Saturday, 25 February 2017

The First Entry Form Has Arrived!

Congratulations to the McPherson Family, the first to submit an Entry Form for this year's Scarecrow Trail. Mind you, they have yet to decide what their entry will be! Thinking caps on!! Judging by their entries for previous competitions, the results will be spectacular.

Thursday, 16 February 2017

Vandals in Loughton

A few days ago, someone tried to tear down the poster advertising this year's trail from our back fence. Fortunately it was stapled on well, so they only managed to tear a small piece away. It was relatively easy to staple it back in place. However, some time within the last 24 hours, someone has smashed the Selfish Loughton Giant's mouth. Hopefully, it can be patched up. So depressing!

Friday, 10 February 2017

Entry Form

Here is this year's entry form for anyone interested in competing or exhibiting on the Scarecrow Trail.

Wednesday, 8 February 2017

Details of this Summer's Trail

Nursery Rhymes and Fairy Tales Come to Loughton

Come twelve noon on Friday 9th June 2017, a host of scarecrows will invade our sleepy village, and conjure it miraculously into life with the advent of Loughton’s third Scarecrow Trail. As in previous years, the trail is being organised by All Saints’ Church, Loughton, but this year the event is working towards ‘shared ownership’ with the village. To that end, it is being supported by Loughton and Great Holm Parish Council, Loughton Residents’ Association and Loughton and Great Holm Neighbourhood Action Group, all of whom are hoping to arrange celebratory events to mark Milton Keynes’ 50th birthday, during the first weekend that the trail will be open to visitors. Loughton First School, Loughton School, The Grove Independent School and Denbigh School are planning to build scarecrows for the trail.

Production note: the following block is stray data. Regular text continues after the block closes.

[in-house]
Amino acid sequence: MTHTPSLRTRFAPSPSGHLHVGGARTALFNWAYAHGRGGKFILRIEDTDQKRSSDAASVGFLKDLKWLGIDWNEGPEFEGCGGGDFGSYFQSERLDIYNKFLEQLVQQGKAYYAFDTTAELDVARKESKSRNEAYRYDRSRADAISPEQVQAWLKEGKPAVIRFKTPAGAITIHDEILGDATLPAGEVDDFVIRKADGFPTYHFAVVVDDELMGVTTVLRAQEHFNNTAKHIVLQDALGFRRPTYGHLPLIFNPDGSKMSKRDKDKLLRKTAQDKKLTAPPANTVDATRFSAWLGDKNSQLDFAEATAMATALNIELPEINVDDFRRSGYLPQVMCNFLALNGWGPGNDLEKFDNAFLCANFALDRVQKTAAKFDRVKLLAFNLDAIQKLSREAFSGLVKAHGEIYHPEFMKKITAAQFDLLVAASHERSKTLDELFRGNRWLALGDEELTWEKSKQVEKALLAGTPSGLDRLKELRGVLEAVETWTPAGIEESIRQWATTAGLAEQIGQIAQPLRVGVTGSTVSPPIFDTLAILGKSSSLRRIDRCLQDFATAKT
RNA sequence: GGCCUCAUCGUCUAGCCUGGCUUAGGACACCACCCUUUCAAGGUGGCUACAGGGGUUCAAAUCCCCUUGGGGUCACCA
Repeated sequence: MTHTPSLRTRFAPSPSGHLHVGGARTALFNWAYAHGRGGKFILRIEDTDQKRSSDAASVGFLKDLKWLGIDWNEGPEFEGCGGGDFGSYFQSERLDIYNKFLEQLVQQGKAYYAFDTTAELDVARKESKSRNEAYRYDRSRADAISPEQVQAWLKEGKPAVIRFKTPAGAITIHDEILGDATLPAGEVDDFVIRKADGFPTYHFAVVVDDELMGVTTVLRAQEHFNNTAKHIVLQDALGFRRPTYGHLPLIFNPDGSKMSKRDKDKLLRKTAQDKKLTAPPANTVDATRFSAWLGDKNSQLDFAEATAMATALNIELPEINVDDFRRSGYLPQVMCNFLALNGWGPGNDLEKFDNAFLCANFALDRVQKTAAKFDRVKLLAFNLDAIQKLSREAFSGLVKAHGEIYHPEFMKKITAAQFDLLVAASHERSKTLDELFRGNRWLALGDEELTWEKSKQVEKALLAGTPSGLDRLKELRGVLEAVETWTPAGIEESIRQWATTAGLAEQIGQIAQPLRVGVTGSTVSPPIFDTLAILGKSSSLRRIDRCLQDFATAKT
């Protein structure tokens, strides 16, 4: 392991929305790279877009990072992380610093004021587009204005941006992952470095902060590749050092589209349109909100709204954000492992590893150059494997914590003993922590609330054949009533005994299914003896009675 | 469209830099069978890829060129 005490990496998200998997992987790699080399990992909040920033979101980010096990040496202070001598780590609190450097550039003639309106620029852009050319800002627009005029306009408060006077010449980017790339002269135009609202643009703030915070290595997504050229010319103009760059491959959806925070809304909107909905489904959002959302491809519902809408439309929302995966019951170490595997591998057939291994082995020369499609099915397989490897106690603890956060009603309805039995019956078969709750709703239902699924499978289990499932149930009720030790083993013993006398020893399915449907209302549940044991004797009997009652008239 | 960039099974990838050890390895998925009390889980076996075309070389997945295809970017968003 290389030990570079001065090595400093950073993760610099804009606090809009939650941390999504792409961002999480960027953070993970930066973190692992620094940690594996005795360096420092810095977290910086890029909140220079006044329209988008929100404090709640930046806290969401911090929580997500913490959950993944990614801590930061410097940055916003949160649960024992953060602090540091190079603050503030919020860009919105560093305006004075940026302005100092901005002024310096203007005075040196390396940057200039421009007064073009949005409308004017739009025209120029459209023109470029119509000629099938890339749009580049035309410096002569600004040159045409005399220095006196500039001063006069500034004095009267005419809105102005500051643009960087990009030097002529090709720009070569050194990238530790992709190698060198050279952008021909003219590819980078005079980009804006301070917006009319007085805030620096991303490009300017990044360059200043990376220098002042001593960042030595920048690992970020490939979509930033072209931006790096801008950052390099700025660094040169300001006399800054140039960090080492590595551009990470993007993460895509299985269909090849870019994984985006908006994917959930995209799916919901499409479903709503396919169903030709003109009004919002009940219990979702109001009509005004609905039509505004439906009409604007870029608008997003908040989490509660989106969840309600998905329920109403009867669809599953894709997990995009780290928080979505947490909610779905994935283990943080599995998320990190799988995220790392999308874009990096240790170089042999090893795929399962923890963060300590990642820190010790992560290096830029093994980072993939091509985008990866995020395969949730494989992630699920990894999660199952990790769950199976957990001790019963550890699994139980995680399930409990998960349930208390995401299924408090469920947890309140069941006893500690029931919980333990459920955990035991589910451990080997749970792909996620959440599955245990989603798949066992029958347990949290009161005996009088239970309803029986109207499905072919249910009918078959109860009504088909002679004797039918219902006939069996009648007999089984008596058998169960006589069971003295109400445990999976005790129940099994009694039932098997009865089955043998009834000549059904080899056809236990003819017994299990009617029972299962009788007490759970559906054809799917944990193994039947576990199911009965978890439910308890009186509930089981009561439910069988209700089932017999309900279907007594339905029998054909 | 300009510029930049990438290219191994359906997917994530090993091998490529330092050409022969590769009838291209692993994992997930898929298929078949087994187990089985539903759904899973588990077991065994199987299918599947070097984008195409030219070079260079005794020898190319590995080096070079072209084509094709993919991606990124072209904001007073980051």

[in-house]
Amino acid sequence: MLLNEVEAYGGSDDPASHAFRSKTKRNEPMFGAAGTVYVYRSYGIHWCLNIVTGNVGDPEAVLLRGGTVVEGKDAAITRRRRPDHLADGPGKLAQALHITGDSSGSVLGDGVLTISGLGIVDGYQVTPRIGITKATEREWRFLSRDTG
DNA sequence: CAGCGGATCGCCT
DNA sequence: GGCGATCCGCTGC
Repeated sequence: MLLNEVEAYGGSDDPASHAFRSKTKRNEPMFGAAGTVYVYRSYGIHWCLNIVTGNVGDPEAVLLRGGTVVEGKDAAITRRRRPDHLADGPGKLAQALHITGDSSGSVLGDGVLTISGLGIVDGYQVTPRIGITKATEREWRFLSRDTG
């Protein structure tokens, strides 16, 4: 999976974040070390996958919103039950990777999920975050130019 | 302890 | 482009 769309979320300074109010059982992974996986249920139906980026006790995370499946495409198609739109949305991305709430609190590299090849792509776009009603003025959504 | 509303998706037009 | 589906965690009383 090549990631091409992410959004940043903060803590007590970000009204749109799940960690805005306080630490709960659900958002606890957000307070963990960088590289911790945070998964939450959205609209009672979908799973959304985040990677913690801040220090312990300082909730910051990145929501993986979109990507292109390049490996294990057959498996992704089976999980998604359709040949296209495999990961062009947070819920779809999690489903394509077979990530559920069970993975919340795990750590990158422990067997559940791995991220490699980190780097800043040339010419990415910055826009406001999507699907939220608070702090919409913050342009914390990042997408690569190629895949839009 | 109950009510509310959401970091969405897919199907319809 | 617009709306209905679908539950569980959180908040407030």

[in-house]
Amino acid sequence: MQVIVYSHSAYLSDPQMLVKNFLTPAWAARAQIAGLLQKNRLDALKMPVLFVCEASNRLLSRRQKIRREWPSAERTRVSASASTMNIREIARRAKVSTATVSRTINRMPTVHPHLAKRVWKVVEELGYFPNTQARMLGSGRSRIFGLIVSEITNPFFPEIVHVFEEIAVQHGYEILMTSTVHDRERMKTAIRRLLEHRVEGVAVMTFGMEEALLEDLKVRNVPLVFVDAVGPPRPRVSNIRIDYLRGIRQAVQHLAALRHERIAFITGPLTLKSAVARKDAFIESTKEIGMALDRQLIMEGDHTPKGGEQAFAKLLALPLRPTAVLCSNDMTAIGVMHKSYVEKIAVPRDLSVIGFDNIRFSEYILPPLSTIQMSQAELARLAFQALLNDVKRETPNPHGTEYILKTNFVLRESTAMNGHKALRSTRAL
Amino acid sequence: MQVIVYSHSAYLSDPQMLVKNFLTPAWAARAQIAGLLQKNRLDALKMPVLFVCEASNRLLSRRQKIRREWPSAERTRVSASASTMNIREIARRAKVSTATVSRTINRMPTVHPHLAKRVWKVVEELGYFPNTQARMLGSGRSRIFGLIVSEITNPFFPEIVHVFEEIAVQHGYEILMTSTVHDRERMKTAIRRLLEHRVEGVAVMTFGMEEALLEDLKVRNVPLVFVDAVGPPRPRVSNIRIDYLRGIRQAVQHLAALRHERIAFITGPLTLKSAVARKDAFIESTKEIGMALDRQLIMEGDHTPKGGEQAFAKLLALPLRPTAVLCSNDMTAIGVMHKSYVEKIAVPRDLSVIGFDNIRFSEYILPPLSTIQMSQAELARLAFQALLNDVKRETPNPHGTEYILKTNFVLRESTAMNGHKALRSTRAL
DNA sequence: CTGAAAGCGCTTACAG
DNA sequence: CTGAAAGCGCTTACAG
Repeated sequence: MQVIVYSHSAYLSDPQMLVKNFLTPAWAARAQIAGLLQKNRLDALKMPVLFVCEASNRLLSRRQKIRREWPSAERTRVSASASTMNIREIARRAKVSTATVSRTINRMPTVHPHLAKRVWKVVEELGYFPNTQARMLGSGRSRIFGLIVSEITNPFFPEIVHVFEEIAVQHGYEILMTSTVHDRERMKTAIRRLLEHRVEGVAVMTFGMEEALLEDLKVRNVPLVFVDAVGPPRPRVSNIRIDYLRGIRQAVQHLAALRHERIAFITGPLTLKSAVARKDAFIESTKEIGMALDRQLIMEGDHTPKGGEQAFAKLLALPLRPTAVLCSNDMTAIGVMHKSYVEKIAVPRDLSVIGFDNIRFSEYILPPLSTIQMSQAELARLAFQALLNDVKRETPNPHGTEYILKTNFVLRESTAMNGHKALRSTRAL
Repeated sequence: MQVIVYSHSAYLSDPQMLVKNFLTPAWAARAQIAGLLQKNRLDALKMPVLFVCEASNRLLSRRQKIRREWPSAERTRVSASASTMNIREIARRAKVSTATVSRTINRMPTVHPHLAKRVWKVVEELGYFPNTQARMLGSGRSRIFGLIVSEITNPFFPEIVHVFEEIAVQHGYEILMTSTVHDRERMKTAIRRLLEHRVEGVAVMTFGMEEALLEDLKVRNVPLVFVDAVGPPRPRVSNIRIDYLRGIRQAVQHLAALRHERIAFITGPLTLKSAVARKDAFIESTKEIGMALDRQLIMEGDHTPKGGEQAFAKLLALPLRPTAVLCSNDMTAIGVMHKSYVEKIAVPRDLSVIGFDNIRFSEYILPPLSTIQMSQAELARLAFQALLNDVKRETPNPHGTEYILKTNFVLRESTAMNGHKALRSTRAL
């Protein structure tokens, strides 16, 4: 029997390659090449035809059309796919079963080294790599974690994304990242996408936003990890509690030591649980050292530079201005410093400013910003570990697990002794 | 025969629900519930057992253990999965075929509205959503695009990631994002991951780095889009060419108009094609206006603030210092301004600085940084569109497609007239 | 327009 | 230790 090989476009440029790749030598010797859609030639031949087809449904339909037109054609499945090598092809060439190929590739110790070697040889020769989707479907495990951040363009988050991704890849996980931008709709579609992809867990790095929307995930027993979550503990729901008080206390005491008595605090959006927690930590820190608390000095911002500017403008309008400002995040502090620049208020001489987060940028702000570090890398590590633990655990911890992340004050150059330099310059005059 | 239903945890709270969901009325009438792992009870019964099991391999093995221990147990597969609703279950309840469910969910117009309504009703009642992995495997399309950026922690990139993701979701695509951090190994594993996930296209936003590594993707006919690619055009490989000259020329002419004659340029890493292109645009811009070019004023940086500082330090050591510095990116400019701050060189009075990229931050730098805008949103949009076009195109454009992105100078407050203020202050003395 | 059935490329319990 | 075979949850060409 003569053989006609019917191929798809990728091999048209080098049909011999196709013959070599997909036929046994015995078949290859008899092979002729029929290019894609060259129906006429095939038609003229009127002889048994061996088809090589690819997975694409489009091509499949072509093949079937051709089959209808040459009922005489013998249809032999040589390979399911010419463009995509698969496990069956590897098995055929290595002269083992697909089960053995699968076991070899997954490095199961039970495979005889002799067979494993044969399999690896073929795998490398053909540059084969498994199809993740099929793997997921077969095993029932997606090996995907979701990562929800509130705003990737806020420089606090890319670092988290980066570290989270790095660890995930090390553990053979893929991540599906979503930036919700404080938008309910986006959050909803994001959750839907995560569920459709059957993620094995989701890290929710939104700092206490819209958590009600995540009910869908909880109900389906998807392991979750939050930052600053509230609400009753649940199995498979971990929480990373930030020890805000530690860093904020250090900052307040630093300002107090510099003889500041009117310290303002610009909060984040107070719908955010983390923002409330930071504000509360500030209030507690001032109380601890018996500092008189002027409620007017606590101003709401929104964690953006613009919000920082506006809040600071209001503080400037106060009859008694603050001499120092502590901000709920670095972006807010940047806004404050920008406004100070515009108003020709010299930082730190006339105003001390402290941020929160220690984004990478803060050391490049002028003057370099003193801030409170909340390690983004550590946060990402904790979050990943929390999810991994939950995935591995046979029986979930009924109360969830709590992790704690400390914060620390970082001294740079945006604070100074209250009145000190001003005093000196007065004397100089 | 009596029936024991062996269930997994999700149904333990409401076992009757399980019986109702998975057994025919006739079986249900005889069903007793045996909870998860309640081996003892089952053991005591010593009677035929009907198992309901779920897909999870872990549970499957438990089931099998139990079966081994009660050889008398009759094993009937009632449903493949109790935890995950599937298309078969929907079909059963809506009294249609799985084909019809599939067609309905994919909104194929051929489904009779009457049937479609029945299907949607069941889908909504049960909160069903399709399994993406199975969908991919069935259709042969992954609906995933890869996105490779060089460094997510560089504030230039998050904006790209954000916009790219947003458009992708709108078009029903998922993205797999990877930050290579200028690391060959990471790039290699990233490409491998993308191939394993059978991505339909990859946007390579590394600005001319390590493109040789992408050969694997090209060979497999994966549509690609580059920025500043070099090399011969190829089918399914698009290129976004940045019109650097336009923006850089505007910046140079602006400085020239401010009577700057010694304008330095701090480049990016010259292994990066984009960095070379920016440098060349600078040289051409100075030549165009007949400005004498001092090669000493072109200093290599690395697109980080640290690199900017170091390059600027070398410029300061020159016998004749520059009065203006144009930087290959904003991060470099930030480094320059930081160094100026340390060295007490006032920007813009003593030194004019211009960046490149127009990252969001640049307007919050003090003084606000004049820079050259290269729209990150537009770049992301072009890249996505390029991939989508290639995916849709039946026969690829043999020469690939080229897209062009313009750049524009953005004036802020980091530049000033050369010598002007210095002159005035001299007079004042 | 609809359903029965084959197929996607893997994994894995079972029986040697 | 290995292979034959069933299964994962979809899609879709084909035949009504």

A Scarecrow Trail Action Group (STAG) has already met to set the event in motion. Its next two meetings will take place on 5th April from 7.00 -9.00 p.m., and 3rd May from 7.00 -9.00 p.m., both at 7 Lucy Lane, Loughton. If anyone from the village would like to join STAG to help prepare for this year’s event, please contact Julienne Hanson, the event’s organiser, by email at or by phone on 01908 696072. In the coming months, opportunities will be explored for other individuals and organisations within the village who are keen to join in the festivities, to take advantage of the occasion to promote and raise funds for their enterprises.

In what is fast becoming a tradition, the trail will take the form of a competition, with rosettes and prizes awarded for the most eye-catching interpretation of the trail’s theme, ‘Nursery Rhymes and Fairy Tales’. The competition will be judged on the afternoon of Friday 9th June, before it opens to the public at 10.00 a.m. on Saturday 10th June. Every entry will receive a rosette, but only one can be crowned Supreme Champion, so entrants need to put on their ‘thinking-caps’ and devise an unusual, amusing or entertaining response to the theme. As on previous occasions, a special prize and rosette will be awarded to the scarecrow that receives the most votes in a Visitors’ Choice ballot, after the trail closes at 5.00 p.m. on the evening of Saturday 17th June.